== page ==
SPECIFIC RESEARCH AND DEMO PROJECTS

CMA – Connected Mobility Arena Stockholm

Examining smart transport services through connectivity, Scania, KTH, Ericsson and Stockholm City are working together on this project related to automated goods-delivery and public-transport services. A test site is being created at Kista outside Stockholm, with Ericsson providing full 5G-network coverage.

 

Vehicles with three different levels of automation will be tested, including heavy trucks and buses for use in public transport. First-level vehicles have drivers and their operation is made more efficient through real-time contextual information. This might relate to current levels of accessibility or exactly when goods or passengers are ready to be picked up. The goal is efficiency across all levels, but also service at an individual level and reduced environmental impacts.

 

The project is also investigating semi-automated vehicles that function independently and are either overseen or remotely controlled by human operators. The last stage being investigated involves vehicles that are completely automated and monitored by software. There are currently legal restrictions on the use of automated vehicles on public roads, but in 2016 Scania will begin testing self-driving vehicles in closed environments, such as mines.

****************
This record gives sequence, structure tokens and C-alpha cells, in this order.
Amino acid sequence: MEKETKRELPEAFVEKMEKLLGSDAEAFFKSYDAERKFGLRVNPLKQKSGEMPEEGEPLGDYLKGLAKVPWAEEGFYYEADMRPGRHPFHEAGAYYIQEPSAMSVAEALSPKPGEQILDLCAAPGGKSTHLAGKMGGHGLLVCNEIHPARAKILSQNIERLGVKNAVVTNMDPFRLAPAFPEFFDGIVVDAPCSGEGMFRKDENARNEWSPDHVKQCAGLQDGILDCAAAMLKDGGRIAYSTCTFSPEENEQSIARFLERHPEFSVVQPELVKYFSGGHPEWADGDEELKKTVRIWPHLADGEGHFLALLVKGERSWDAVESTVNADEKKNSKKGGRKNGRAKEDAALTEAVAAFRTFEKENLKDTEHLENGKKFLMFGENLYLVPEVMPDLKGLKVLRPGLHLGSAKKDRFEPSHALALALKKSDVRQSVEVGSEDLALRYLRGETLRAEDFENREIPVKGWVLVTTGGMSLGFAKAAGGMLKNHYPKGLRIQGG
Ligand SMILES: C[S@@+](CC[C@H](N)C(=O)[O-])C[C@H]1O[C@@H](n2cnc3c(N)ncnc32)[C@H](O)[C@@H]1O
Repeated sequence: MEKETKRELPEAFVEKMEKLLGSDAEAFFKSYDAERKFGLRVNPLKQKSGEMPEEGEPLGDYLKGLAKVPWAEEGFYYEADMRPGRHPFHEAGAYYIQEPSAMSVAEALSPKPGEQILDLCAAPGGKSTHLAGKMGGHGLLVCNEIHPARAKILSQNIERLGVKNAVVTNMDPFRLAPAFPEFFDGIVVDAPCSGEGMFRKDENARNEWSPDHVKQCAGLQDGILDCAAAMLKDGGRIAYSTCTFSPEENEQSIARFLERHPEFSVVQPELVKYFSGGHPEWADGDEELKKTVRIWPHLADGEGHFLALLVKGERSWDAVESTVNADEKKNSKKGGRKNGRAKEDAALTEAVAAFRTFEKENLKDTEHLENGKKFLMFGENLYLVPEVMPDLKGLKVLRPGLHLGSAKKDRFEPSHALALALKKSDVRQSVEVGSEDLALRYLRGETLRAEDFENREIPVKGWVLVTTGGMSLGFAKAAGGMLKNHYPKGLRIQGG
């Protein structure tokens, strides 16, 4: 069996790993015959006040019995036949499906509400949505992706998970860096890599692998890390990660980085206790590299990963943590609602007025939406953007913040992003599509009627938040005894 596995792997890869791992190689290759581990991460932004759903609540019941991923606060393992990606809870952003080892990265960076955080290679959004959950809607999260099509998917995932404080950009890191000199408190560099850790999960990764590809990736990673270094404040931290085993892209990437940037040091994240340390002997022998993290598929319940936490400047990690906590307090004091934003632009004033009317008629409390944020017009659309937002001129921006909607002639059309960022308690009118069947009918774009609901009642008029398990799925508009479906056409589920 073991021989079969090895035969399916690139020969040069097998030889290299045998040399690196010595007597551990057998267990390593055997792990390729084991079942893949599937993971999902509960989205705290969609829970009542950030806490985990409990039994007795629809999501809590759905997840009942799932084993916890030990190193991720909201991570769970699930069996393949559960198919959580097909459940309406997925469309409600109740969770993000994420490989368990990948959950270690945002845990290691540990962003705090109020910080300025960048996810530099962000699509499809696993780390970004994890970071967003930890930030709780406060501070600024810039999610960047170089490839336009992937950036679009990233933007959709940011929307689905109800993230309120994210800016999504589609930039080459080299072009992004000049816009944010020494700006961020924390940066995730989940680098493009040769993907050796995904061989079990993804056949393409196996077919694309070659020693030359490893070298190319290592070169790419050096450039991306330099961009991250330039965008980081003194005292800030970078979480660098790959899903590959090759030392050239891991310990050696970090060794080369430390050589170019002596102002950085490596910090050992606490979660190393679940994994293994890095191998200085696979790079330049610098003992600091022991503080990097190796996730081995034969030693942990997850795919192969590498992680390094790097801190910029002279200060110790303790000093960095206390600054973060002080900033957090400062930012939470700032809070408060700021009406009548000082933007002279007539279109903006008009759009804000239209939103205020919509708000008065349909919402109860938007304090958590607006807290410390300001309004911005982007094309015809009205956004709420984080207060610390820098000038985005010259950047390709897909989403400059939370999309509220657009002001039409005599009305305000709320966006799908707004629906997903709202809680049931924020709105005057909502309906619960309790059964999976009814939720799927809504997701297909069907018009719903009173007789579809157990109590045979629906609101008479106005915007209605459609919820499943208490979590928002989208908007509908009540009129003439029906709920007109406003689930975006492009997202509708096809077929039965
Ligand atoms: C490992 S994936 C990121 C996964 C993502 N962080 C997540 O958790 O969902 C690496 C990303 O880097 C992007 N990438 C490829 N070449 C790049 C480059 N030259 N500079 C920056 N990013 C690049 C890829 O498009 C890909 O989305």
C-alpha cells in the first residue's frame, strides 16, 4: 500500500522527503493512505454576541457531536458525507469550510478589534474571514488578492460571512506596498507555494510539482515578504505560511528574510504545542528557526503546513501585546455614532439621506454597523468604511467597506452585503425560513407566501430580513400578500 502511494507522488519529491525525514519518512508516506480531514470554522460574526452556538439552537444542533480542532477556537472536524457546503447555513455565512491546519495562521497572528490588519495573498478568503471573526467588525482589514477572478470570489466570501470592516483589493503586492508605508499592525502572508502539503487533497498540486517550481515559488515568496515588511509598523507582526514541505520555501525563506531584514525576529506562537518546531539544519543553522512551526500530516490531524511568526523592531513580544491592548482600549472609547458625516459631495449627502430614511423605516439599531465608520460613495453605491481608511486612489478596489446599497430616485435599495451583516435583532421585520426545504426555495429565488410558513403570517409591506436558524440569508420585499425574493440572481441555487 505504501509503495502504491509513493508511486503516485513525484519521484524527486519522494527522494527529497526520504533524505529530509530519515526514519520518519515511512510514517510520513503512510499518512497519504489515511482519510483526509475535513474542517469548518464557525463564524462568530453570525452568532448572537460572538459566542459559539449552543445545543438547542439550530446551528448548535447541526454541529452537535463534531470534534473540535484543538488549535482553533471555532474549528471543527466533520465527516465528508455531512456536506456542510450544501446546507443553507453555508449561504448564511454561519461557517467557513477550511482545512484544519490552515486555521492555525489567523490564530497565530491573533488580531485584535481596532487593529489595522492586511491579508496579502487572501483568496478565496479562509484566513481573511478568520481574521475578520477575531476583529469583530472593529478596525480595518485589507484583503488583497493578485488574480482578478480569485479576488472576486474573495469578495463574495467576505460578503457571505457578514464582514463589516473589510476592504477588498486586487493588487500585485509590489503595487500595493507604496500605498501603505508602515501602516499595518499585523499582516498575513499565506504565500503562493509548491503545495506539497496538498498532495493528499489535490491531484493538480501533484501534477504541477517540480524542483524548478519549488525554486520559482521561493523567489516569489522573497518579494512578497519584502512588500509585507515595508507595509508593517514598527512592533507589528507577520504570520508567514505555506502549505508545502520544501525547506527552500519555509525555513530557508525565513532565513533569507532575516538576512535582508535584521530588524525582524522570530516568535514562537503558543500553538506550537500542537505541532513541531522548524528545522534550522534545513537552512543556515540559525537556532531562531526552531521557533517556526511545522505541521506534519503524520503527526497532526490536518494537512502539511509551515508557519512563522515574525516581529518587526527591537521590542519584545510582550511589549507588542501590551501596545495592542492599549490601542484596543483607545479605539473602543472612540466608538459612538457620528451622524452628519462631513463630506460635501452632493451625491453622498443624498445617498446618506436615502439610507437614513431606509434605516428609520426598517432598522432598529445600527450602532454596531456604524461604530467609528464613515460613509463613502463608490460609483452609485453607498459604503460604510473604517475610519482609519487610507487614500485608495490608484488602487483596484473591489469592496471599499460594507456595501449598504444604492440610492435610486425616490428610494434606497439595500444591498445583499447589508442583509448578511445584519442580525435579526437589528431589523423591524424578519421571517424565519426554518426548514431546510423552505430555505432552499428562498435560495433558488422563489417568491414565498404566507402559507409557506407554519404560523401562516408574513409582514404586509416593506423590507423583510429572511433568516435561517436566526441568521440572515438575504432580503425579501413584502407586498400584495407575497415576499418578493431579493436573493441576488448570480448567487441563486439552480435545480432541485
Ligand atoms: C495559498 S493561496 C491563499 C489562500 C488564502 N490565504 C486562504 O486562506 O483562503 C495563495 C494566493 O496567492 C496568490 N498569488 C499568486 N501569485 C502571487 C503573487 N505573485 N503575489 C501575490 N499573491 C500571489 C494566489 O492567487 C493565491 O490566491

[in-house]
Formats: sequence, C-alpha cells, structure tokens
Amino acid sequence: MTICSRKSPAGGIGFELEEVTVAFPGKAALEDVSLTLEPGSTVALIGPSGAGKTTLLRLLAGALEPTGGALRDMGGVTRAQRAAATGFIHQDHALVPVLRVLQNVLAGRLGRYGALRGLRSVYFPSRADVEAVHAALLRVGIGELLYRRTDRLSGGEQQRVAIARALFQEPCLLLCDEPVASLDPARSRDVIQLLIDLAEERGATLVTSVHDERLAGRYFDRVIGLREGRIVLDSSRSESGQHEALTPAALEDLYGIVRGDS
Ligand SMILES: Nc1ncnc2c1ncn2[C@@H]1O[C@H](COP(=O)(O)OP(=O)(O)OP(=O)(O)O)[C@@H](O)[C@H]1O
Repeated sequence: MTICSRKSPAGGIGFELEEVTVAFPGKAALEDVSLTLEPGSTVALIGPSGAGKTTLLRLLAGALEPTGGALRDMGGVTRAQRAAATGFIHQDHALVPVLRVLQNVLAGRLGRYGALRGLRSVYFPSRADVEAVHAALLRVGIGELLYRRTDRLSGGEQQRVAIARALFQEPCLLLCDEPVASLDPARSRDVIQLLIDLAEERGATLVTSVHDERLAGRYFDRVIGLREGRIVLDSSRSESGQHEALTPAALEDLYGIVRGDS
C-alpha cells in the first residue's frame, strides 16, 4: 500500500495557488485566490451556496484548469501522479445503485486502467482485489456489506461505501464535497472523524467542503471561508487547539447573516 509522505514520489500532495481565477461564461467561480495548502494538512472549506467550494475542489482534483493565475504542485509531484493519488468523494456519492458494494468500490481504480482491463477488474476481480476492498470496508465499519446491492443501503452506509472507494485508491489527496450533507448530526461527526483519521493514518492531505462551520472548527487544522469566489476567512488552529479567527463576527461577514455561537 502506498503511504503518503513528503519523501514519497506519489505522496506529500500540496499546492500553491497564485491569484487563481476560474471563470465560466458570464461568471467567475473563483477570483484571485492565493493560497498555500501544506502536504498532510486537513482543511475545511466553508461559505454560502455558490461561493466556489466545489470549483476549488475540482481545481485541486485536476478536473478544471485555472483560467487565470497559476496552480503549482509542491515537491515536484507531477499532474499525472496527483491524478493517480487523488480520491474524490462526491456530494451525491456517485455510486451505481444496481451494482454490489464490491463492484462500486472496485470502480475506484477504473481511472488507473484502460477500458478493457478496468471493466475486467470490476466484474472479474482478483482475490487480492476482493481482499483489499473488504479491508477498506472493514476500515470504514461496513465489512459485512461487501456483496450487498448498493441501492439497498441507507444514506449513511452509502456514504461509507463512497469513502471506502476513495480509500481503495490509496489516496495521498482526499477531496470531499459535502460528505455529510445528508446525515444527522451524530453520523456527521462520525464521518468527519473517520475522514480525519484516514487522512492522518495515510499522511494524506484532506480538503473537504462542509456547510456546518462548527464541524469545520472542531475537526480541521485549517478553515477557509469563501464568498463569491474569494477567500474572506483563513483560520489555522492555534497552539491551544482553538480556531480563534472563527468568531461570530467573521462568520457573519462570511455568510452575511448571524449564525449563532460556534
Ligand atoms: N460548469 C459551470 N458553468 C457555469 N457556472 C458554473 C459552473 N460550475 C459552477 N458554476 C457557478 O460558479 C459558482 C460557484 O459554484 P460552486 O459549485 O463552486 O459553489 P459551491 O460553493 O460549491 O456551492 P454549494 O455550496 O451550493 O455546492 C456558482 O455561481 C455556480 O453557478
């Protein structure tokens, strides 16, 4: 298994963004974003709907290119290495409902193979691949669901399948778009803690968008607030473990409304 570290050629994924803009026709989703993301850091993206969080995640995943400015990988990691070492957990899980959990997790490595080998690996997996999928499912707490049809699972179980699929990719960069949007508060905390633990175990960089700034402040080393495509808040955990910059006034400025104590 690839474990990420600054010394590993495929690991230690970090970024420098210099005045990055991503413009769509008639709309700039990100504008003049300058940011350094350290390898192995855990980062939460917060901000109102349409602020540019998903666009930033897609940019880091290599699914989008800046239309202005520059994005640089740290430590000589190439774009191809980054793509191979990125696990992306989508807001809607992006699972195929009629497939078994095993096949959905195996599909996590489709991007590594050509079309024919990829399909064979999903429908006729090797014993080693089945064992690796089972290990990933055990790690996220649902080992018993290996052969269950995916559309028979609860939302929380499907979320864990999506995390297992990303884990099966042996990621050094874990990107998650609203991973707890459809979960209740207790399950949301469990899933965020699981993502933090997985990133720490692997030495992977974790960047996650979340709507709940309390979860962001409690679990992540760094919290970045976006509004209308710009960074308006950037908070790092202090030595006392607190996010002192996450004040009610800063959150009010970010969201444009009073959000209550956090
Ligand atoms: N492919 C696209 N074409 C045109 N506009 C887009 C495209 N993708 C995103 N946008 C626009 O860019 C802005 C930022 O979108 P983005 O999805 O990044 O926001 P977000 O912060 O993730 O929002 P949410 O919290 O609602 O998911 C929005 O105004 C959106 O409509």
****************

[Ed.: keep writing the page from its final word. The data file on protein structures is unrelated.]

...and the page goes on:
Off-peak Stockholm

Off-peak is an externally financed (FFI) cooperative project involving partners including KTH, Scania Stockholm City, Lidl, Martin & Servera, and Svebol Logistics (now Bring). The project is primarily aimed at studying the effects of night-time inner city traffic for transport efficiency, business models, and policy.

 

“Stockholm City has given us special dispensation to lift the ban of inner-city truck traffic between 22.00 and 06.00 to operate a quiet, night-time transport operation in Stockholm, allowing us to conduct research into all of the above named areas,” says Ulf Ceder, Senior Manager at Scania’s Research & Development Support office.

 

Early results from the projects show that efficiency and vehicle use increase dramatically, and that drivers are less stressed during their runs.